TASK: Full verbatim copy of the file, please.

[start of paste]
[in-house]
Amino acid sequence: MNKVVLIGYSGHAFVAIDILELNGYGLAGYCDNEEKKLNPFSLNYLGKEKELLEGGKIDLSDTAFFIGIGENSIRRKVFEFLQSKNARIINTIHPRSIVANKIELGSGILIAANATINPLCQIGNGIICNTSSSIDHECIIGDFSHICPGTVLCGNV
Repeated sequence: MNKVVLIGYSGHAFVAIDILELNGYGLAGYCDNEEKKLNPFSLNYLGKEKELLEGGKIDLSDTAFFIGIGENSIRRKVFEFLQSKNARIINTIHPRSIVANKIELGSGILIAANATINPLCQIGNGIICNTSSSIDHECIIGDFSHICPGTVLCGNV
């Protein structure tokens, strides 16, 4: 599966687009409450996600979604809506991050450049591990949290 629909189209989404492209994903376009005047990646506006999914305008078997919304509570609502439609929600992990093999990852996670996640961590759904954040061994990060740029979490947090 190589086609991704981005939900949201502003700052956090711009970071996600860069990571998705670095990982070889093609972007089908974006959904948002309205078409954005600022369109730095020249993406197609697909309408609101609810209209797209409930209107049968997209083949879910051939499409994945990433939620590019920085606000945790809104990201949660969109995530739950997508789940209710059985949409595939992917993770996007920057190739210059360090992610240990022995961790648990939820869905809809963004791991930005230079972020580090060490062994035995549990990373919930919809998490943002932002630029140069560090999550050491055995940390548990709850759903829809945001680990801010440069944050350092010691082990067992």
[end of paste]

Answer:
[in-house]
Amino acid sequence: MNKVVLIGYSGHAFVAIDILELNGYGLAGYCDNEEKKLNPFSLNYLGKEKELLEGGKIDLSDTAFFIGIGENSIRRKVFEFLQSKNARIINTIHPRSIVANKIELGSGILIAANATINPLCQIGNGIICNTSSSIDHECIIGDFSHICPGTVLCGNV
Repeated sequence: MNKVVLIGYSGHAFVAIDILELNGYGLAGYCDNEEKKLNPFSLNYLGKEKELLEGGKIDLSDTAFFIGIGENSIRRKVFEFLQSKNARIINTIHPRSIVANKIELGSGILIAANATINPLCQIGNGIICNTSSSIDHECIIGDFSHICPGTVLCGNV
């Protein structure tokens, strides 16, 4: 599966687009409450996600979604809506991050450049591990949290 629909189209989404492209994903376009005047990646506006999914305008078997919304509570609502439609929600992990093999990852996670996640961590759904954040061994990060740029979490947090 190589086609991704981005939900949201502003700052956090711009970071996600860069990571998705670095990982070889093609972007089908974006959904948002309205078409954005600022369109730095020249993406197609697909309408609101609810209209797209409930209107049968997209083949879910051939499409994945990433939620590019920085606000945790809104990201949660969109995530739950997508789940209710059985949409595939992917993770996007920057190739210059360090992610240990022995961790648990939820869905809809963004791991930005230079972020580090060490062994035995549990990373919930919809998490943002932002630029140069560090999550050491055995940390548990709850759903829809945001680990801010440069944050350092010691082990067992």